Record imports mean that the UK is increasingly dependent on international market conditions and the energy policies of other countries. NIA pointed out that the UK also has no future guarantee of the carbon intensity of what it imports. Belgium says it will phase out nuclear by 2025 and has called for investment in gas, which has 40 times the carbon intensity of nuclear and wind, to partly replace that lost capacity. The UK also imports power from the Netherlands, which is heavily reliant on fossil fuels, including coal, for its electricity supply.
At present, nuclear energy from France makes up the bulk of the imports, followed by Belgium. On most days, the UK imports almost GW worth of nuclear power from Europe, which is close to the equivalent output of the proposed Sizewell C nuclear station in Suffolk at 3.2 GW, or of six units of the planned UK Small Modular Reactor. In July, imported nuclear energy gave London and the South East’s power grids an improved low carbon performance, but without the added economic benefits of domestic nuclear power in the form of investment and jobs.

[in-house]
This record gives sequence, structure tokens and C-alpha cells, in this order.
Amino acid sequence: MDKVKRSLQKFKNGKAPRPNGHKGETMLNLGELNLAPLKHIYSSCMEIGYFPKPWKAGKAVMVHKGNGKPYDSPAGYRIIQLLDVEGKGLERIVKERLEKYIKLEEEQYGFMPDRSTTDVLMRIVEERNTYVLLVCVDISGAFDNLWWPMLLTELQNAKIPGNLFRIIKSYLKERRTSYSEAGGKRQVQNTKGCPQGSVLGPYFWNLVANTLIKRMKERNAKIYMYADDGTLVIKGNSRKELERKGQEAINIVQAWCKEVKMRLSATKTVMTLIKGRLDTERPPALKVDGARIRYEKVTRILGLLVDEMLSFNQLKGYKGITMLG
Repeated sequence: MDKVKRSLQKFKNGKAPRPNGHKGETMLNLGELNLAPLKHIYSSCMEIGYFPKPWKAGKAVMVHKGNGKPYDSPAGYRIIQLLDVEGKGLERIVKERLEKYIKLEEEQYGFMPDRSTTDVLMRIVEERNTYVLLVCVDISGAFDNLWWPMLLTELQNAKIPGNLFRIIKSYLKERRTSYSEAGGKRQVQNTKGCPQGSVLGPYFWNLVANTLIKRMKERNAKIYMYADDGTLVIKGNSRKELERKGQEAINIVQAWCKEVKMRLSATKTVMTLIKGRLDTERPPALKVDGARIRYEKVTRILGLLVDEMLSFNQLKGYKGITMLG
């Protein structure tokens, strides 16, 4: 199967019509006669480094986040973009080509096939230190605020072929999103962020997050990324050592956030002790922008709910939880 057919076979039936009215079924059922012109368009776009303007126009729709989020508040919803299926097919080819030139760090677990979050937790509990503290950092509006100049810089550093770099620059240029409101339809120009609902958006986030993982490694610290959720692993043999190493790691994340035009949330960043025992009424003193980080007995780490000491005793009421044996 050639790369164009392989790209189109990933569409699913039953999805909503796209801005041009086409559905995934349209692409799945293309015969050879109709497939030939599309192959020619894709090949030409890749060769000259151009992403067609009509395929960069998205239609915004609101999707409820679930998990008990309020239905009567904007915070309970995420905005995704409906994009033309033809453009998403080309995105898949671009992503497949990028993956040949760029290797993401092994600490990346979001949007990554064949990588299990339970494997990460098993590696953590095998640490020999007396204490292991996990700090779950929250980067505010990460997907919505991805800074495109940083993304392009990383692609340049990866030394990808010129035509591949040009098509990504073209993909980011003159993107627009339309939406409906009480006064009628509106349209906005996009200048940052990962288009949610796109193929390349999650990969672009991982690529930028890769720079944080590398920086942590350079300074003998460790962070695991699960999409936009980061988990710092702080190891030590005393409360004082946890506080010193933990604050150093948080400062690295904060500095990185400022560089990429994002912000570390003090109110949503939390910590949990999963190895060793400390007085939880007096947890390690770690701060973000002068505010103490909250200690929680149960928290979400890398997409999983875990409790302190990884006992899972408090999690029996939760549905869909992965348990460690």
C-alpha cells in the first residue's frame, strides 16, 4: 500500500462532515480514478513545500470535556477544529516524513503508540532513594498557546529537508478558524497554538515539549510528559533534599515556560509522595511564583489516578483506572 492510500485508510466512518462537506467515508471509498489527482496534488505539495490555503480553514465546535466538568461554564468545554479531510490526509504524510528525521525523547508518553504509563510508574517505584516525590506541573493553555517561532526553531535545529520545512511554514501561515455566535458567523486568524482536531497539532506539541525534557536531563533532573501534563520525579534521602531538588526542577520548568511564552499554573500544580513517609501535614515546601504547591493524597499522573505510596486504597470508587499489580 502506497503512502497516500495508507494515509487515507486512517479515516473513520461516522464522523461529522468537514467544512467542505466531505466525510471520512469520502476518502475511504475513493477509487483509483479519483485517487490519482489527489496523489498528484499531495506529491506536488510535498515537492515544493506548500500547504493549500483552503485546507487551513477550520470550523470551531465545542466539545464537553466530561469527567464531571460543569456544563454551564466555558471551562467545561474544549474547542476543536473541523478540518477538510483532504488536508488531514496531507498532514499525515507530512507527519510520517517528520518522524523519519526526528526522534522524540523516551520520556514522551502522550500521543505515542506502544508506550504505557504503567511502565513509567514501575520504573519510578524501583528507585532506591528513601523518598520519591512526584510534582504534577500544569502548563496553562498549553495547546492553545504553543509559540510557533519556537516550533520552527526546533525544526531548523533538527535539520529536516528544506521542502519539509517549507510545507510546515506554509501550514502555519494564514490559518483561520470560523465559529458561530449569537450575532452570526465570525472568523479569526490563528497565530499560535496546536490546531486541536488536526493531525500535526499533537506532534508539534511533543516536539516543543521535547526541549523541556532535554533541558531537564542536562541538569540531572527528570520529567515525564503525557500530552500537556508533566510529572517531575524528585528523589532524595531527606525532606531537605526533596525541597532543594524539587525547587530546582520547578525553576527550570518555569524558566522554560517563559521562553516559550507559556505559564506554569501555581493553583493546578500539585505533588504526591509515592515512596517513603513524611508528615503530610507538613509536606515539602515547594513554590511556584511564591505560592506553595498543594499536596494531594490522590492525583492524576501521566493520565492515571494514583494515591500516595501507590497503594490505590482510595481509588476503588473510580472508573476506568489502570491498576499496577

Nuclear was the leading UK zero-carbon generator in July with 15% of the mix. Most of this fleet, however, will retire by the end of March 2024. Grid decarbonisation progress is also stalling: 2021 is the first year since 2012 in which grid carbon intensity in the year-to-date has risen. The UK is also currently on a 40-day coal burning streak, which is more than it burned over a seven-month period from 10 April to 5 November 2020.
NIA CEO Tom Greatrex said: “If we want to produce reliable, clean power which would sustain tens of thousands of well-paid jobs across the UK, we must invest in new British nuclear projects. It would cut millions of tonnes of emissions each year and provide new opportunity for communities across our country. If we are happy enough to rely on French and Belgian nuclear power, we should be happy enough to build our own. Unless we act now to build new nuclear capacity, the gap will be filled by more gas bought from volatile global markets or power imported from Europe, and the jobs and skills sustained by those stations will go.”